“Toronto The Good?” Not so much for good Ontario drivers

The Insurance Bureau of Canada published a study in 2012 that reviewed the design of auto insurance systems in Ontario, comparing the performance of auto insurance in Ontario to other provinces. Interestingly, Ontario was found to have the lowest fatal accident rate and one of the lowest rates of accidents causing injury of all provinces. This was contrasted against Ontario having the highest claim frequency and high claim severity, compared to other provinces. The explanatory missing link here was the impact of driving in the Greater Toronto Area, due to increases in both claim frequency and claim severity for these drivers. An additional factor may be related to the disproportionate number of fraudulent auto insurance claims in the GTA—the report above noted that although the GTA accounts for only one-third of all insured vehicles, it accounted for more than 80% of the growth in accident benefit claims. Of course, bear in mind that there are other factors in play that impact auto insurance coverage costs, but they are not under an individual motorist’s control or related to their driving behaviour (such as developments in tort law or changes in government or industry regulations).

What is a good and responsible Toronto driver to do?

One of your best bets is to seek a quote from of a well-regarded insurance broker, such as Mitchell & Whale. We have the tools to help you find a quote that reflects your situation and driving history. Let us shop around and find a quote that meets your needs and saves you a few bucks in the process. In terms of practical matters, you can do your part to make sure you’re well-covered for auto insurance as a Toronto-based driver:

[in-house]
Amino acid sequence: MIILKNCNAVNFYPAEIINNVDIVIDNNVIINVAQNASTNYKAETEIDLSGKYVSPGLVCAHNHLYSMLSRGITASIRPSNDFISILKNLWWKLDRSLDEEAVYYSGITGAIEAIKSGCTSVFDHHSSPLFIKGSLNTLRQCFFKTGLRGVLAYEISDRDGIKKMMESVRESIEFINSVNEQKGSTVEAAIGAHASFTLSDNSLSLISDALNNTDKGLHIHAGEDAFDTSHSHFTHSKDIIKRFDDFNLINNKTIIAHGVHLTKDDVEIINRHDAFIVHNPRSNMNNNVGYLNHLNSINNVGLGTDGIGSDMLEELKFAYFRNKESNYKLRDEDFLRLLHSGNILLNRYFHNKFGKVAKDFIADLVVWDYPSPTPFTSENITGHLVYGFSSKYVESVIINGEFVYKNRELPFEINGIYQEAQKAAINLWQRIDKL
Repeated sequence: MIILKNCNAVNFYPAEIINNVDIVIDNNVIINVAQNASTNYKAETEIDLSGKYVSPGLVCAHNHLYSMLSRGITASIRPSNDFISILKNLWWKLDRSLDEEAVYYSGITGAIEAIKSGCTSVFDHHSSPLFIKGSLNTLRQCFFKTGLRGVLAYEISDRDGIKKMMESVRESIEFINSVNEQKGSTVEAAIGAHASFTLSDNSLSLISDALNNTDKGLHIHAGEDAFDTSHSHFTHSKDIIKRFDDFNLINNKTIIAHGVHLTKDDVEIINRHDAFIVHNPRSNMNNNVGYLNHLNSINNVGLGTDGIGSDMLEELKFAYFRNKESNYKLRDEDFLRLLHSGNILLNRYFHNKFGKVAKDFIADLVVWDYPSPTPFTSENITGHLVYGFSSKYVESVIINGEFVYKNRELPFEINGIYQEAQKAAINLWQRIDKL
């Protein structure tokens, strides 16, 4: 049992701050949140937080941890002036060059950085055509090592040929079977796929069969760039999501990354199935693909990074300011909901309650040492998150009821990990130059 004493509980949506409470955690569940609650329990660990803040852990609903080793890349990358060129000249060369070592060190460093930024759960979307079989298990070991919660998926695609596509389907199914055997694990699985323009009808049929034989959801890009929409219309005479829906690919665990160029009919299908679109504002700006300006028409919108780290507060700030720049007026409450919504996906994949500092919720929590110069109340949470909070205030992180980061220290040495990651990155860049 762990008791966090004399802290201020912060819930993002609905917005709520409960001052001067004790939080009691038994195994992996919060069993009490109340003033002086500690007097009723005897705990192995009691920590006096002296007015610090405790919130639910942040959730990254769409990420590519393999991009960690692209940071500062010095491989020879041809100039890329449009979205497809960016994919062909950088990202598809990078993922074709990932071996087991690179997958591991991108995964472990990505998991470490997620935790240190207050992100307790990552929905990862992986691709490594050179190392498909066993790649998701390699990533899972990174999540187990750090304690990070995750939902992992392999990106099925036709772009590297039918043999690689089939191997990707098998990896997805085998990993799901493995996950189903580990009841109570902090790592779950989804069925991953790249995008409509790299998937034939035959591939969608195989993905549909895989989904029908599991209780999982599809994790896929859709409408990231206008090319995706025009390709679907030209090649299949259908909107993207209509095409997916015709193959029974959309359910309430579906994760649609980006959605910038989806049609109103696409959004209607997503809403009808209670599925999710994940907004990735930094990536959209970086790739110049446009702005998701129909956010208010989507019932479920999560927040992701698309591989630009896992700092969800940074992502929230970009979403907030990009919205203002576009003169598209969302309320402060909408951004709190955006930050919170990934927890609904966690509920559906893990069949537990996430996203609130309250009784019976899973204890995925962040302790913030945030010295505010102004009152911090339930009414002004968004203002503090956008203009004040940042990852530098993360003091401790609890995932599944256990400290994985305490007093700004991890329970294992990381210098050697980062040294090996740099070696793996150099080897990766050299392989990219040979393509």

• Get educated: an accredited driver’s education program can save you on rates and save your life. You’ll learn valuable tips and strategies on defensive driving and accident avoidance.
  • Keep calm and carry on: first you can accept that driving in Toronto is a busy and dynamic experience, and then you can prepare yourself accordingly. You’ll get there when you get there, so budget enough time for your trips that you don’t feel rushed or harried. A stressed, distracted, or agitated driver is not a safe driver, so find your happy place and relax.
  • Maintenance matters: keep your chariot in optimal condition with frequent service and inspection, paying close attention to braking systems and tire wear. A good and honest mechanic on your team can be a major asset when it comes to preventative medicine.
  • Be strategic: if you can avoid taking unnecessary car trips, do so. Combine chores into one fell swoop and, if possible, avoid being on the road during peak traffic periods. Given some of the effects on the workplace from the Covid-19 pandemic, it may be possible to work more frequently from home, thus avoiding driving entirely. Or if you want to take strategy a step further, consider the car you’re driving. Different cars are assessed differently for the purposes of insuring them, covering a number of factors, such as safety features, cost of repairs, and theft rates.

There’s no getting around it: city driving comes with extra costs and risks across the board, so the best you can do is explore policy options through different insurance providers via Mitchell & Whale, and then do your part by driving as responsibly and competently as you can.